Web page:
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About Montpellier*

Montpellier is the capital of the Languedoc-Roussillon region, as well as the Hérault department. It is the 8th largest city of France, and also the fastest growing city in France over the past 25 years. Located on the south coast of France on the Mediterranean Sea, it is the third largest French city on the Mediterranean coast after Marseille and Nice.

History

Montpellier is one of the few large cities in France without any (Gallo-)Roman heritage and also one of the few cities in southern France without a Greek foundation. The name of the city, which was originally Monspessulanus, is said to have stood for mont pelé (the naked hill, because the vegetation was poor), or le mont de la colline (the mount of the hill).
The University of Montpellier is one of the oldest in the World (founded in 1160), having been granted a charter in 1220 by Cardinal Conrad von Urach and confirmed by Pope Nicholas IV in a papal bull of 1289. William VIII of Montpellier gave freedom for all to teach medicine in Montpellier in 1180. The city's faculties of law and medicine were established in 1220 by Cardinal Conrad and the medicine faculty has, over the centuries, been one of the major centers for the teaching of medicine in Europe. It was suppressed during the French Revolution, but was re-established in 1896.
In the Early Middle Ages, the nearby episcopal town of Maguelone was the major settlement in the area, but raids by pirates encouraged settlement a little further inland. Montpellier, first mentioned in a document of 985, was founded under a local feudal dynasty, the Guilhem, who combined two hamlets and built a castle and walls around the united settlement. The two surviving towers of the city walls, the Tour des Pins and the Tour de la Babotte, were built later, around the year 1200. Montpellier came to prominence in the 12th century as a trading center. It was the second or third most important city of France at that time, with some 40 000 inhabitants before the Black Death.
At the time of the Reformation in the sixteenth century, many of the inhabitants of Montpellier became Protestants (or Huguenots as they were known in France) and the city became a stronghold of Protestant resistance to the Catholic French crown. In 1622, KingLouis XIII besieged the city which surrendered after a rude two months siege (Siege of Montpellier), afterwards building the Citadel of Montpellier to secure it. Louis XIV made Montpellier capital of Bas Languedoc, and the town started to embellish itself, by building the Promenade du Peyrou, the Esplanade and a large number of houses in the historic center. After the French Revolution, the city became the capital of the much smaller Hérault.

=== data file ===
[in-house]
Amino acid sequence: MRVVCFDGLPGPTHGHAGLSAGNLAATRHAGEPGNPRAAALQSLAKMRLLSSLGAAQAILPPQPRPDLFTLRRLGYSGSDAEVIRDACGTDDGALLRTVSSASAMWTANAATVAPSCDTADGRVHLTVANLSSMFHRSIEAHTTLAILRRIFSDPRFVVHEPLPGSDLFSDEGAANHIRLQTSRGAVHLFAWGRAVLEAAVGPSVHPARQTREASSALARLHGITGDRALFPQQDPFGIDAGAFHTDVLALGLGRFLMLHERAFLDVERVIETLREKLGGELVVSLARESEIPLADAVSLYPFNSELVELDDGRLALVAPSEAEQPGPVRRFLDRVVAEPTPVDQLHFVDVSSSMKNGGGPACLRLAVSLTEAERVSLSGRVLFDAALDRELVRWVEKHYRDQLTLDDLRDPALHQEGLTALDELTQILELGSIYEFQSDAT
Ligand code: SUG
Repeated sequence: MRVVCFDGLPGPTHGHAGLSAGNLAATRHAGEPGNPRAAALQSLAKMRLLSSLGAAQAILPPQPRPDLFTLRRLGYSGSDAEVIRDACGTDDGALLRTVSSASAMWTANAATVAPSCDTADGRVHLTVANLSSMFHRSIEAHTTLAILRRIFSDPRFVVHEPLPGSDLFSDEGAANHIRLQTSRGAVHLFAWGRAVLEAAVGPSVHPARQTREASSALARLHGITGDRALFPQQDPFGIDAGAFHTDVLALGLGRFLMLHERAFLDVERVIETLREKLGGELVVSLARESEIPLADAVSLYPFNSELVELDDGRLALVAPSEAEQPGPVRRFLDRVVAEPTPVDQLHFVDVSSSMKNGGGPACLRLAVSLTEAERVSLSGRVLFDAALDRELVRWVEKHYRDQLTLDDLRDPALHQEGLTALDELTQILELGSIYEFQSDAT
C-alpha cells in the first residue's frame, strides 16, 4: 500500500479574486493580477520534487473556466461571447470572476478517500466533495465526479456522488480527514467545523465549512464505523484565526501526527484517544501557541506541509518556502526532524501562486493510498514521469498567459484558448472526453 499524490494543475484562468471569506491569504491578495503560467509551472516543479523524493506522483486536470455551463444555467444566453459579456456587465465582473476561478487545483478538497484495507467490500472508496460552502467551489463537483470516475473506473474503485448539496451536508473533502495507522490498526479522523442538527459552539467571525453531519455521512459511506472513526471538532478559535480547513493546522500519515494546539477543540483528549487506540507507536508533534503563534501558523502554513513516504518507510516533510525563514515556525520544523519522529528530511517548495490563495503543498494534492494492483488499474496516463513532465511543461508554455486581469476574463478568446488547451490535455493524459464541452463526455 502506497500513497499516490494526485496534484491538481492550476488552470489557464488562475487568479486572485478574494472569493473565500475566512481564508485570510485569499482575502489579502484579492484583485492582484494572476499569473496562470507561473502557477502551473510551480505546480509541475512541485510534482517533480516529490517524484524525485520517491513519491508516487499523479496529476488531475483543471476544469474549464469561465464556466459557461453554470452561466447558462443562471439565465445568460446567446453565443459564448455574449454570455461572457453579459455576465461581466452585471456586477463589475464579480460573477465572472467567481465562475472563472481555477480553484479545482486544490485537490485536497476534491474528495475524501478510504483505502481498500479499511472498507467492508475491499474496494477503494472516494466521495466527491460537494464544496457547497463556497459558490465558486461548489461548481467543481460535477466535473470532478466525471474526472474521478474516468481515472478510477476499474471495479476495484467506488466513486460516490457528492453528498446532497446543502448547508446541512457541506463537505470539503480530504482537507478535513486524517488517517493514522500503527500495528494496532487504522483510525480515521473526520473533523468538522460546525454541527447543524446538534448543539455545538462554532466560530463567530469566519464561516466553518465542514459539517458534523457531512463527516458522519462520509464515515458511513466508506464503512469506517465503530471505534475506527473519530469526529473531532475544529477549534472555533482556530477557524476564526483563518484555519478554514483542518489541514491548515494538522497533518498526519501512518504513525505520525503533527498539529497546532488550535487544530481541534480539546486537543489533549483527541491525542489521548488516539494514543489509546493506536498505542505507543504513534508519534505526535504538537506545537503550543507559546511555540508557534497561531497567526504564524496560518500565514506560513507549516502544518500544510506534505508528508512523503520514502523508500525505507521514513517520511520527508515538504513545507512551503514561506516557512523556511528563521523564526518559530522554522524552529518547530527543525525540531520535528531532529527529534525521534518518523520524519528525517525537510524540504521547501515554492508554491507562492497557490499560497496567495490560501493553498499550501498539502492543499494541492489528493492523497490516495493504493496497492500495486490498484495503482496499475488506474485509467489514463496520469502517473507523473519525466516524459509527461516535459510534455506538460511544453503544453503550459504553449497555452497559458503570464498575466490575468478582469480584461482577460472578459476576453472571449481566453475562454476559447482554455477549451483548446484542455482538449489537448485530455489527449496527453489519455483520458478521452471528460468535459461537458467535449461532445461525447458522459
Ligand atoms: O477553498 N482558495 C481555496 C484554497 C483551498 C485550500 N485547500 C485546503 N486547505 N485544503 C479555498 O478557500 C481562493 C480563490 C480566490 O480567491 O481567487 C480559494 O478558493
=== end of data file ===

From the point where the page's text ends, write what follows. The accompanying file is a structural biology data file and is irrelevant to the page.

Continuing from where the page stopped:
During the 19th century the city developed into an industrial center. In the 1960s, its population grew dramatically after French settlers in Algeria were resettled in the city following Algeria's independence from France. In the 1980s and 1990s, the city drew attention with a number of major redevelopment projects, such as the Corumand especially the Antigone District.

Climate

Montpellier has a Mediterranean climate, with mild, wet winters, and very warm, dry summers.
It is considered the sunny capital of France, as there is an average of 300 sunny days per year.
The weather in June is generally sunny and pleasant, with a daily mean temperature of 21oC (70oF).

Transportation

You can get around Montpellier and the surrounding area by tramway, bus, bicycle, two-wheeled vehicles, foot, tourist train, rental car and taxi.

By tramway
As part of the Montpellier Agglomération transport network, managed by TaM, Montpellier's tramway system is the ideal means of public transportation for getting around Montpellier, visiting many local tourist sites, and generally getting to know the area from a new perspective.

There are four tramway lines:
• Line 1: Mosson - Odysseum
• Line 2: Jacou - Saint Jean de Védas
• Line 3: Juvignac, Montpellier, Lattes and Pérols
• Line 4: Montpellier City center

Tickets and top-off your transport cards can be purchased at the following locations:
• the Tourist Office (family ticket and A/R)
• the TaM agency
• nearly 130 participating stores and shops
• 120 automatic distributors
• Maison de l'Agglomération community centers

Click here to view a map of the Montpellier tramway system.
For detailed information on tramway fares, please click here.

By bus
Montpellier and the Hérault department benefit from a complete bus network that gives you direct and regular access to numerous tourist sites and other cities around the area.
TaM (Montpellier Agglomération Transport company) manages a network of 29 bus lines, plus a green initiative with its popular bicycle rental network for getting around the city of Montpellier and the Agglomération's 30 outlying cities.

Click here to plan your itinerary.
For a detailed bus and tramway line map, please click here.

By taxi
Taxis in Montpellier cannot be hired on the spot. Taxis can be hired either by telephone or from the following taxi stands:
• Place du Bicentenaire (at the Montpellier Saint-Roch train station)
• Boulevard Victor Hugo (right behind the Opéra building on the Place de la Comédie)
• Boulevard de l'Observatoire (in front of the Halles Laissac market)

* Sources:
Montpellier Office de Tourisme (
www.ot-montpellier.fr)
Wikipedia (
www.wikipedia.org)

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